How many times have you said, “They want me to speak for an hour?”
Here’s a secret: There may be an hour on the schedule, but if you’re a smart speaker, you won’t fill the allotted time.
The speaker who allows extra time gets seven secret advantages, such as:
1. A happier audience: No one really wants the speaker to speak the full amount of time. No one. A speaker who shows not just a healthy respect for time limits, but errs on the less-is-more side, will get more praise, applause and love from listeners. Leave them wanting more.
2. A more engaged audience: Most audiences come to talks wanting to participate in some way, and I don’t just mean by applauding. People arrive with questions, things to add to the discussion, or points they want to argue. When you leave extra time, you let them contribute and feel satisfaction from doing so.
3. Less stress in the room: You can feel the stress in the room when speakers skirt too close to closing time. There’s the person in front who mouths “five minutes!” to the people in back who check their watches and cell phones.
Some of that stress comes from people who realize you won’t answer their questions, and some from people who need to be somewhere once you’re done. All of them hope you’ll conclude before the clock or the moderator tells you to do so.
4. More time to show off your deep knowledge: If you have a lot to say, save some of it for the Q&A. Instead of front-loading your talk with all your data and knowledge, open things up for questions and show your smarts in the answers. This is a great tactic to make sure you don’t overwhelm the audience with data, and to look confident in the Q&A.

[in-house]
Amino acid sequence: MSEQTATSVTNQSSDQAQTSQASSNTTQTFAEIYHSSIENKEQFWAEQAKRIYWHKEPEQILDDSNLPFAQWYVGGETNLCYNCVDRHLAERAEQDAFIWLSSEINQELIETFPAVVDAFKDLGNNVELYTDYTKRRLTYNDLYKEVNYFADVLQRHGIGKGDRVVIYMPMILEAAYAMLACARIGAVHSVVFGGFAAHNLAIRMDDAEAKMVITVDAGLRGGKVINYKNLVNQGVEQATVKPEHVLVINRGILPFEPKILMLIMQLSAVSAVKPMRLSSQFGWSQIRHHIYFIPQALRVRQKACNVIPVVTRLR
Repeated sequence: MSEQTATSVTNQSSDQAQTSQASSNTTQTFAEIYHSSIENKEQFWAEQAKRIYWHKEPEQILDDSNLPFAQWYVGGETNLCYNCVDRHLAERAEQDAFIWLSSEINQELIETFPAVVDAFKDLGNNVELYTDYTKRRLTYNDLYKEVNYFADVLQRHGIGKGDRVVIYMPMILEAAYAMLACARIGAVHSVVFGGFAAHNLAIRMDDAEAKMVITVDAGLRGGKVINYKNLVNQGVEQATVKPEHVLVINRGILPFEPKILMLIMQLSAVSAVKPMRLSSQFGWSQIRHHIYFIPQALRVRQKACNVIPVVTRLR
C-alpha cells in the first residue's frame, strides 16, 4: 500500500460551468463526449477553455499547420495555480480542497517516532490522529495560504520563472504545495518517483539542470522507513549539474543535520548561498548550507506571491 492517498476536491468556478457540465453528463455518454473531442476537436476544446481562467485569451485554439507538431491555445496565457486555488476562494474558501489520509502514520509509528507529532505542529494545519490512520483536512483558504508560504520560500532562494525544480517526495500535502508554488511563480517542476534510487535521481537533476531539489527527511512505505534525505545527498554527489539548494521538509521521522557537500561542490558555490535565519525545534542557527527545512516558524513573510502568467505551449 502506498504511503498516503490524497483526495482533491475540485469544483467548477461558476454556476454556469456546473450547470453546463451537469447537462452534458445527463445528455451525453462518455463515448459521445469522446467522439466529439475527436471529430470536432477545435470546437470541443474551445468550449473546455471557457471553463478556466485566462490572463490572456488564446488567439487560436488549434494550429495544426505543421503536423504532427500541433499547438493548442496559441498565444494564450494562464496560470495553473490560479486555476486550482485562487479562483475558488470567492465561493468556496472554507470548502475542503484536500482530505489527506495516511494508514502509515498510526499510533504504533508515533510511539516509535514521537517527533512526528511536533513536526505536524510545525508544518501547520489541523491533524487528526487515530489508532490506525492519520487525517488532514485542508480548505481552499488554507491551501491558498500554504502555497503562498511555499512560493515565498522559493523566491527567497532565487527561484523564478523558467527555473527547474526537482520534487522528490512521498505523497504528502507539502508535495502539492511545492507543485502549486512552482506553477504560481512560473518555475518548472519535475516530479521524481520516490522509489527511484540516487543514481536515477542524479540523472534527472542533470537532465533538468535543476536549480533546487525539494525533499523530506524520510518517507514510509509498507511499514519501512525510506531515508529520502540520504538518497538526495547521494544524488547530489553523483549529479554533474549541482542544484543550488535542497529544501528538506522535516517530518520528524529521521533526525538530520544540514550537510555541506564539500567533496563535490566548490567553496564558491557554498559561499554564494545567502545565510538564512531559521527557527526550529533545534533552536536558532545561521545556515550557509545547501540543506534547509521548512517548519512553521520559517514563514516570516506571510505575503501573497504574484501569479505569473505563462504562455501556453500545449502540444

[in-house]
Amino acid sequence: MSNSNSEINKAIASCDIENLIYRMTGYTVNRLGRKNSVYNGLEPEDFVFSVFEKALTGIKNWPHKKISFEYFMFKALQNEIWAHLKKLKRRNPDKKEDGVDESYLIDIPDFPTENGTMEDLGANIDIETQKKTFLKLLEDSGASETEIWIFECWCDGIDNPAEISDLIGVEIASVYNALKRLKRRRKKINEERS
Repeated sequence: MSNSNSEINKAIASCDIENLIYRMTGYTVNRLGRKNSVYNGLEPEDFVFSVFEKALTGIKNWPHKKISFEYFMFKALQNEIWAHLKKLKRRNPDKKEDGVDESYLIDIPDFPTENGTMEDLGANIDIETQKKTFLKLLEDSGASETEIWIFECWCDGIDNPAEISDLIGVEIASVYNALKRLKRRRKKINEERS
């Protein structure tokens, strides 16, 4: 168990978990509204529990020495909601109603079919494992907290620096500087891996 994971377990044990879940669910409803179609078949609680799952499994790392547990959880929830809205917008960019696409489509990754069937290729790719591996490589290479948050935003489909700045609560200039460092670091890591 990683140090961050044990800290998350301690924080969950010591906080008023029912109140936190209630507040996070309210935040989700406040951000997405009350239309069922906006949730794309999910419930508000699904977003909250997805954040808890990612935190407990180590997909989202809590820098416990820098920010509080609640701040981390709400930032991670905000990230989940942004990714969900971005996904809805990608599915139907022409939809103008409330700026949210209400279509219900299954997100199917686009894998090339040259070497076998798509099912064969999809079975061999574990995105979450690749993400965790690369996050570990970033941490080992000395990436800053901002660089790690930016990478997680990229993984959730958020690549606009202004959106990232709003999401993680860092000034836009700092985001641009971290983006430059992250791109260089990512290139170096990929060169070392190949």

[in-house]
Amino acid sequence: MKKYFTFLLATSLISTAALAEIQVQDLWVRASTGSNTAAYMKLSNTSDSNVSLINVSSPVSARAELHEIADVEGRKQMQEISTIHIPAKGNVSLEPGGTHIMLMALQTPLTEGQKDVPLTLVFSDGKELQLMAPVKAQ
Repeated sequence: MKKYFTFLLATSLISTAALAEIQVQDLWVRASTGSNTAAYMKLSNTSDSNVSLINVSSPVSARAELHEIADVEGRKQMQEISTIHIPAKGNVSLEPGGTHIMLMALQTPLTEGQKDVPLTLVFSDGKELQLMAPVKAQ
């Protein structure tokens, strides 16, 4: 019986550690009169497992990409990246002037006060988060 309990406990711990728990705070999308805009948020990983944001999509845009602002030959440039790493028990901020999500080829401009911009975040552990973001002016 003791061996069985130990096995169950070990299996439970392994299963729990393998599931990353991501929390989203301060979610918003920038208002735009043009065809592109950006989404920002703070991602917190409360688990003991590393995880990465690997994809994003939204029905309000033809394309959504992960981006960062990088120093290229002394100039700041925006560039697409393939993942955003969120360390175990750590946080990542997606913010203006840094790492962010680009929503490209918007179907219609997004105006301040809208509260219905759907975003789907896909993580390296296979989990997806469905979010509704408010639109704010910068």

5. Ease in handling the unexpected: The speaker who doesn’t plan a wall-to-wall approach will benefit when anything unexpected hits the fan, from a late moderator to a crisis that requires you to shorten your remarks on the fly.
I coached speakers at a major conference this year where a fire alarm and evacuation required several speakers to shave their presentation times dramatically so we could keep the program on time. If you allow some air in your remarks, you’ll have less last-minute angst in a situation like that.
6. A chance for better, more dramatic pacing: If you don’t jam every fact and story you know in your talk, you can stretch out your stories and use dramatic pauses and a varied pace. Speakers who put too much content into a short time have only one choice: talk fast and keep going.
7. Better comprehension from the audience: The speedy speaker loses out because, when you present, audiences need you to speak slower than the way you speak in conversation.
If you’re intent on filling your time, you may say all the things you want to say, but your audience might catch less of your overall message. Is that really a win? I think not.